About 200 women are in police custody in the Zimbabwe capital, Harare, after a protest on Tuesday over food prices and human rights violations.
The group regularly tries to stage Valentine's Day protests
The march in Harare on Tuesday followed a similar protest in the second city, Bulawayo, on Monday, where 181 people were detained overnight.
The protests came as inflation hit 613% - the second highest rate in its history and the current world highest.
Zimbabwe's economy has been in sharp decline for more than six years.
'Restore our dignity'
Both marches were organised by the pressure group Women of Zimbabwe Arise (Woza).
Life expectancy 30 years
3m expecting food aid
20% adult HIV prevalence
3,000 Aids deaths each week
500,000 left homeless this year
200,000 lost livelihoods
Inflation has reached 600%
Crisis compounded by drought
Between 192 and 233 women demonstrators were arrested in Harare on Tuesday and remained in custody on Wednesday, Otto Saki of Zimbabwe Lawyers for Human Rights told the BBC News website by phone from Harare.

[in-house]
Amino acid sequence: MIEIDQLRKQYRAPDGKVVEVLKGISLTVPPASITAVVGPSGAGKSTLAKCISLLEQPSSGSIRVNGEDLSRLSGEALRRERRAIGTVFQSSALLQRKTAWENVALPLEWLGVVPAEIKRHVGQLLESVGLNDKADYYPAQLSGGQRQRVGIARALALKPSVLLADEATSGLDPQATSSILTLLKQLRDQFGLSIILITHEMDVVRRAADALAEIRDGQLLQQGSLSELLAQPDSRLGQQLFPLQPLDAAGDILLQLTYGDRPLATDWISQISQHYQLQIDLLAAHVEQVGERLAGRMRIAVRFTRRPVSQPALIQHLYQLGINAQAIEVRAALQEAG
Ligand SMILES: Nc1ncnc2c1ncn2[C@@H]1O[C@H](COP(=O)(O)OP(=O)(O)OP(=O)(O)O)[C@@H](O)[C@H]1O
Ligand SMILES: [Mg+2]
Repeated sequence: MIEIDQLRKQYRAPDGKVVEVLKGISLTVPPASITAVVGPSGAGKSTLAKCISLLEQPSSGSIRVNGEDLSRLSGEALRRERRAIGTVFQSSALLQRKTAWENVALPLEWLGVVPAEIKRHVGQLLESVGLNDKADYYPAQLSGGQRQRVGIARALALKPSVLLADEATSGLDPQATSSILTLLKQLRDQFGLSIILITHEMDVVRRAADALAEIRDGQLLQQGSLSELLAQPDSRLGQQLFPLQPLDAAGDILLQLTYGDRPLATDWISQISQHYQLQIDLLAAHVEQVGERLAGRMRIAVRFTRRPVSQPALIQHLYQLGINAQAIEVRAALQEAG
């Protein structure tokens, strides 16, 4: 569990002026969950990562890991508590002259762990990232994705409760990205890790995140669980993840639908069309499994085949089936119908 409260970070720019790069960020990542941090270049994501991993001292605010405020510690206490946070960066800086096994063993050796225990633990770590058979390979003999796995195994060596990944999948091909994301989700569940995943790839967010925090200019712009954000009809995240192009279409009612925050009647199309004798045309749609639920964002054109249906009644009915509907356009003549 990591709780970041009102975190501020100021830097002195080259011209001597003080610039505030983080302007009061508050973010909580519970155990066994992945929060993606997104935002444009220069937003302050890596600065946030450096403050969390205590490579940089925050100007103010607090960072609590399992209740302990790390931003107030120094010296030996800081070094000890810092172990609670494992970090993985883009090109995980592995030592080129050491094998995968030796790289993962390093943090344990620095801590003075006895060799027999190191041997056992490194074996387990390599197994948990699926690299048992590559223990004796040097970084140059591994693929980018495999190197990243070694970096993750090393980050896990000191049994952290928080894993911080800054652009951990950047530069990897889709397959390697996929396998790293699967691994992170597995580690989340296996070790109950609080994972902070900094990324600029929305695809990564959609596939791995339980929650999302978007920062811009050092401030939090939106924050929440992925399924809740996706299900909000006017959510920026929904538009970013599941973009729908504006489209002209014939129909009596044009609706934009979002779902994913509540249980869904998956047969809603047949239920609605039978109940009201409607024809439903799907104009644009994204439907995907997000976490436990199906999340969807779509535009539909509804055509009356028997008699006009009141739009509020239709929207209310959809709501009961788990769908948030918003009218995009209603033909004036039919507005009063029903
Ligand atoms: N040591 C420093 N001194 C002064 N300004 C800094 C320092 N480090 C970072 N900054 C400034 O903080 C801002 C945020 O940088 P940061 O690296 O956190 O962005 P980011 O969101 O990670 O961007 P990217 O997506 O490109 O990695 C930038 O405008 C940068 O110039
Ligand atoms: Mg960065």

Several of them were reported to have babies with them as they were arrested.
The precise number was not clear since some women not involved in the protest were arrested at the same time, Mr Saki said.
"When some of the women were arrested and taken to the holding cells, some individuals were arrested on different charges - there was a joint operation that also netted vendors and some women alleged to be engaged in prostitution."
The 181 women arrested in Bulawayo on Monday were released when the attorney general declined to prosecute them, Mr Saki said.
Woza has tried to stage Valentine's Day protests since new security laws came into force in 2002, but its efforts had previously been thwarted by police.
Under the laws, public demonstrations require police clearance and unauthorised gatherings are frequently broken up.
Tuesday's protesters distributed red roses and Valentine's Day cards in central Harare.
"We were marching to say we want more than day-to-day survival," Woza spokeswoman Jenni Williams told AFP news agency.
"To coincide with Valentine's Day we were saying we want roses and the dignity they stand for and bread in the form of affordable food for everyone."
Zimbabwe has suffered severe fuel and food shortages, which the UN says are due to government mismanagement.
However, President Robert Mugabe puts the blame on sanctions brought in by Western nations following his controversial seizure of white-owned farms.
Zimbabwe's highest inflation level was 623%, reached in early 2004.
In 2005 food prices rose almost tenfold and unemployment rose to 80%, causing living standards to plummet.
Aid agencies estimate that 70% of Zimbabwe's 12 million population now survive on one meal or less a day.
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